So 2 examples, the first one is really a chart that shows that the 2 lines are pretty much the same. One is based on generation, the other is based on installed capacity. But just to show the transmission -- I'm sorry, the transition in terms of how many megawatts or how many megawatt hours with a single operator in our fleet responsible for generating in 2005 where the number is about 10-megawatt hour by employee. There's probably a factor of 1,000 there. It's probably somewhere around 10,000-megawatt hours, but just forget it for now. So 10,000-megawatt hours per employee to move into around 20,000-megawatt hours per employee, if I haven't skipped in order of magnitude. And with employees or people being our single most expensive cost in operating plants, this has been a very dramatic change.
The other area which shows what we can do today when we have the scale and also the expertise is what we have done on oil field maintenance. As Dita mentioned, we currently own about 9 rigs. They're used across the fleet for different activities, but among the 9 rigs, we have 4 rigs that are used for oil field maintenance,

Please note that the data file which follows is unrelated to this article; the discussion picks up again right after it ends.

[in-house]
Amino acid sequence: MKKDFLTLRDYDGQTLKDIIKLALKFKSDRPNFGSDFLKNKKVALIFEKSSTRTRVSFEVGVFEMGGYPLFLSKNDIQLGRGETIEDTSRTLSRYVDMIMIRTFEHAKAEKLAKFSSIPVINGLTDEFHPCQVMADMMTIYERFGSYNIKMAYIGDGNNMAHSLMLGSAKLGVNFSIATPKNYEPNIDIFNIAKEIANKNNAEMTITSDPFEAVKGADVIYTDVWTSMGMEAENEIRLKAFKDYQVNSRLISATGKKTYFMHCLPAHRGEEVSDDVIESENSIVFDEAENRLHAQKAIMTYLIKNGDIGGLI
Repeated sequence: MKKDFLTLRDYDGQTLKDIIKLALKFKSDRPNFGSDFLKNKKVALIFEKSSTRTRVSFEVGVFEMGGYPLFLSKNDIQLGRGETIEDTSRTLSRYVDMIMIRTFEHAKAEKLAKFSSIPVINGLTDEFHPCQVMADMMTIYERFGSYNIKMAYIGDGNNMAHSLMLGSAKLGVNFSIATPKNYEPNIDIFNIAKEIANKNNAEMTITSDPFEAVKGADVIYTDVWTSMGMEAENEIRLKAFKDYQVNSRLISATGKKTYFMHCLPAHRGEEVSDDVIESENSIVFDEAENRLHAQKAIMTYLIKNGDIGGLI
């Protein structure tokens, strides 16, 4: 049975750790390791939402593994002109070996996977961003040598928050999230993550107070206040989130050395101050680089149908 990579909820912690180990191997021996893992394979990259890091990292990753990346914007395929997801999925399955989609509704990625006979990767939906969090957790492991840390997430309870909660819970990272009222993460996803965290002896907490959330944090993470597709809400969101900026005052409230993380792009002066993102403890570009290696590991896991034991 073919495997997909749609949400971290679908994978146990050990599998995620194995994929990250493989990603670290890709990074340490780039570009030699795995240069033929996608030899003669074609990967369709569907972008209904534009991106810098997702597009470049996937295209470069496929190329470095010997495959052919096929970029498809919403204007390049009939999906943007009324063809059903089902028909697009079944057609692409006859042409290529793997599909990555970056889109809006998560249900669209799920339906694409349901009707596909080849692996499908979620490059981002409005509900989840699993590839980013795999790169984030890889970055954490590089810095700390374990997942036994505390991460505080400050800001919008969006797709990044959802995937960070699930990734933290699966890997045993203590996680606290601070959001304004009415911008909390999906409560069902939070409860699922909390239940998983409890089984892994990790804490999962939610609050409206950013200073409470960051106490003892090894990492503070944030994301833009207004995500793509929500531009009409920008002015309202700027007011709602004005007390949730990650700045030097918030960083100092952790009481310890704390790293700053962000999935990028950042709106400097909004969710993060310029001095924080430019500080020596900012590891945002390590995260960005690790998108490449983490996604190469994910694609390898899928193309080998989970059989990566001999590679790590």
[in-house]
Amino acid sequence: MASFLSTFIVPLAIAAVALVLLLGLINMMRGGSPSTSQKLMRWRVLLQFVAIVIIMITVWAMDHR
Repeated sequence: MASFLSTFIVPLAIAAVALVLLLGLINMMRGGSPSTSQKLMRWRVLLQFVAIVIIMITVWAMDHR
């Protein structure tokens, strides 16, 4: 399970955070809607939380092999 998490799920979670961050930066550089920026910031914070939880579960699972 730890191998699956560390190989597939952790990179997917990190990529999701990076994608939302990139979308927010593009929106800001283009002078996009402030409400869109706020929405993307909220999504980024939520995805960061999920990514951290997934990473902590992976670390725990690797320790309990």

Whether it's pump replacement or for the repair of existing wells. And back in 2005 or 2006, all of this work was contracted, all of this work was third-party work. And as of 2011, all of this work is done in-house. Why is it important? First, there's an element of price. As the oil field, oil and gas business was booming, prices went up, although just because the supply and demand, not because the work became more complicated and we were paying a lot more money for the same service in 2009. And this is one element, which sometimes you can address with your suppliers. It doesn't have to be like this, but this is one element. But probably, a more important element is the fact that there are not too many geothermal rigs, and they tend to be -- their owners tend to try and keep them busy. And so when the well fails or if the well requires work, somewhere in one of our operating facilities, often, we had to wait for a rig to become available somewhere and be moved by road for 1,500 miles or more than that. And this is all money that is lost. And so, when you do the analysis, actually, owning equipment and keeping it idle in many cases made more sense than waiting for 3 or 4 or 5 weeks for a vendor to come in and do the job. So many, many examples, but this is how we have leveraged both scale and technology to drive our cost of operation down.
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